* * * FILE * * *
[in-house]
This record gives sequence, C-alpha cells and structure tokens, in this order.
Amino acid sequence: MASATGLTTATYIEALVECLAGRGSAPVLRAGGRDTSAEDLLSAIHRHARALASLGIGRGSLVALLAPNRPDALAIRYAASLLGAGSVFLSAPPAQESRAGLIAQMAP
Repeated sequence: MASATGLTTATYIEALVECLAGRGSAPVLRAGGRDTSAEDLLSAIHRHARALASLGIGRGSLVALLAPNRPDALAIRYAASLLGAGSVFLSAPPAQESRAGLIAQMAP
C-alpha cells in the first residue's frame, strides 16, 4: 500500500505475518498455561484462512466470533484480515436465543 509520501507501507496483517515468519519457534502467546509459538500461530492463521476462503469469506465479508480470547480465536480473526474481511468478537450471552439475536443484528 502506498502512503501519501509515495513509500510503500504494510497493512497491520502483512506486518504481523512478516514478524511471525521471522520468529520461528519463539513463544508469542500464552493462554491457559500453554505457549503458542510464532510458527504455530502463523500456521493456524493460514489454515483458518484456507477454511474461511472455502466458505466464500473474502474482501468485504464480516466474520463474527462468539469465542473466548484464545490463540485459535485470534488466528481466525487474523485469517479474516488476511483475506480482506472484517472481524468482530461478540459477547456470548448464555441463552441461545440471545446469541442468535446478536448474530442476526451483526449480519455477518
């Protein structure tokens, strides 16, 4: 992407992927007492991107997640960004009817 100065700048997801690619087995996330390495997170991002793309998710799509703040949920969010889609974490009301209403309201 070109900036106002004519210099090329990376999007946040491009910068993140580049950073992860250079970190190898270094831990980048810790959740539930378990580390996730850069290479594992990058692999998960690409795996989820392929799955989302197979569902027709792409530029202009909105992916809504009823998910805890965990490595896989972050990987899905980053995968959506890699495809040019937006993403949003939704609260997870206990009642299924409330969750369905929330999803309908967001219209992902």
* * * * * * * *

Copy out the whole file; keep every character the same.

[in-house]
This record gives sequence, C-alpha cells and structure tokens, in this order.
Amino acid sequence: MASATGLTTATYIEALVECLAGRGSAPVLRAGGRDTSAEDLLSAIHRHARALASLGIGRGSLVALLAPNRPDALAIRYAASLLGAGSVFLSAPPAQESRAGLIAQMAP
Repeated sequence: MASATGLTTATYIEALVECLAGRGSAPVLRAGGRDTSAEDLLSAIHRHARALASLGIGRGSLVALLAPNRPDALAIRYAASLLGAGSVFLSAPPAQESRAGLIAQMAP
C-alpha cells in the first residue's frame, strides 16, 4: 500500500505475518498455561484462512466470533484480515436465543 509520501507501507496483517515468519519457534502467546509459538500461530492463521476462503469469506465479508480470547480465536480473526474481511468478537450471552439475536443484528 502506498502512503501519501509515495513509500510503500504494510497493512497491520502483512506486518504481523512478516514478524511471525521471522520468529520461528519463539513463544508469542500464552493462554491457559500453554505457549503458542510464532510458527504455530502463523500456521493456524493460514489454515483458518484456507477454511474461511472455502466458505466464500473474502474482501468485504464480516466474520463474527462468539469465542473466548484464545490463540485459535485470534488466528481466525487474523485469517479474516488476511483475506480482506472484517472481524468482530461478540459477547456470548448464555441463552441461545440471545446469541442468535446478536448474530442476526451483526449480519455477518
């Protein structure tokens, strides 16, 4: 992407992927007492991107997640960004009817 100065700048997801690619087995996330390495997170991002793309998710799509703040949920969010889609974490009301209403309201 070109900036106002004519210099090329990376999007946040491009910068993140580049950073992860250079970190190898270094831990980048810790959740539930378990580390996730850069290479594992990058692999998960690409795996989820392929799955989302197979569902027709792409530029202009909105992916809504009823998910805890965990490595896989972050990987899905980053995968959506890699495809040019937006993403949003939704609260997870206990009642299924409330969750369905929330999803309908967001219209992902």